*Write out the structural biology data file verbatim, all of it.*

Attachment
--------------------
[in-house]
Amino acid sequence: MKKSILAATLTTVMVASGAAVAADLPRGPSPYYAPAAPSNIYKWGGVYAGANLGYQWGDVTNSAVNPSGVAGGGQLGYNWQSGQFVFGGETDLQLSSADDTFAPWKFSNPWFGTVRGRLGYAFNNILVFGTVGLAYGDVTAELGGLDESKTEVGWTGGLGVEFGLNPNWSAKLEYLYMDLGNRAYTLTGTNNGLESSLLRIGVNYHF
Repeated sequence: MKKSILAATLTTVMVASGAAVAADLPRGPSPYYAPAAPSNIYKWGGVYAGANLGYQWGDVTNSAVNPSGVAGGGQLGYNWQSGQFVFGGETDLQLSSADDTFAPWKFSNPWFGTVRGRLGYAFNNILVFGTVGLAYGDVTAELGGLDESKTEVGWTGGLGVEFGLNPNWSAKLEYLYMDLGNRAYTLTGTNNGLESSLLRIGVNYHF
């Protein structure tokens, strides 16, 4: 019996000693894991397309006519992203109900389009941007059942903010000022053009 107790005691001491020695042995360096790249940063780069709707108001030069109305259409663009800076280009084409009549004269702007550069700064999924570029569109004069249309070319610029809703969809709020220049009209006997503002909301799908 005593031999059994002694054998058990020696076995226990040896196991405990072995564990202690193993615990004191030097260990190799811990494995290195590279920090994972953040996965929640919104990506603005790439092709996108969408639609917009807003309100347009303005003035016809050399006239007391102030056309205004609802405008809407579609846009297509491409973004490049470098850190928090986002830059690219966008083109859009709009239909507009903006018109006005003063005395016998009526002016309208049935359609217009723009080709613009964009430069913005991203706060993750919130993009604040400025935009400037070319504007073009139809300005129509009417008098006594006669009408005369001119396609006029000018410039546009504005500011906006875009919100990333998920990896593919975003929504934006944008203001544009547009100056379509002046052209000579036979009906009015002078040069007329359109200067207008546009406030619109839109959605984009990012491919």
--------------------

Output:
[in-house]
Amino acid sequence: MKKSILAATLTTVMVASGAAVAADLPRGPSPYYAPAAPSNIYKWGGVYAGANLGYQWGDVTNSAVNPSGVAGGGQLGYNWQSGQFVFGGETDLQLSSADDTFAPWKFSNPWFGTVRGRLGYAFNNILVFGTVGLAYGDVTAELGGLDESKTEVGWTGGLGVEFGLNPNWSAKLEYLYMDLGNRAYTLTGTNNGLESSLLRIGVNYHF
Repeated sequence: MKKSILAATLTTVMVASGAAVAADLPRGPSPYYAPAAPSNIYKWGGVYAGANLGYQWGDVTNSAVNPSGVAGGGQLGYNWQSGQFVFGGETDLQLSSADDTFAPWKFSNPWFGTVRGRLGYAFNNILVFGTVGLAYGDVTAELGGLDESKTEVGWTGGLGVEFGLNPNWSAKLEYLYMDLGNRAYTLTGTNNGLESSLLRIGVNYHF
């Protein structure tokens, strides 16, 4: 019996000693894991397309006519992203109900389009941007059942903010000022053009 107790005691001491020695042995360096790249940063780069709707108001030069109305259409663009800076280009084409009549004269702007550069700064999924570029569109004069249309070319610029809703969809709020220049009209006997503002909301799908 005593031999059994002694054998058990020696076995226990040896196991405990072995564990202690193993615990004191030097260990190799811990494995290195590279920090994972953040996965929640919104990506603005790439092709996108969408639609917009807003309100347009303005003035016809050399006239007391102030056309205004609802405008809407579609846009297509491409973004490049470098850190928090986002830059690219966008083109859009709009239909507009903006018109006005003063005395016998009526002016309208049935359609217009723009080709613009964009430069913005991203706060993750919130993009604040400025935009400037070319504007073009139809300005129509009417008098006594006669009408005369001119396609006029000018410039546009504005500011906006875009919100990333998920990896593919975003929504934006944008203001544009547009100056379509002046052209000579036979009906009015002078040069007329359109200067207008546009406030619109839109959605984009990012491919």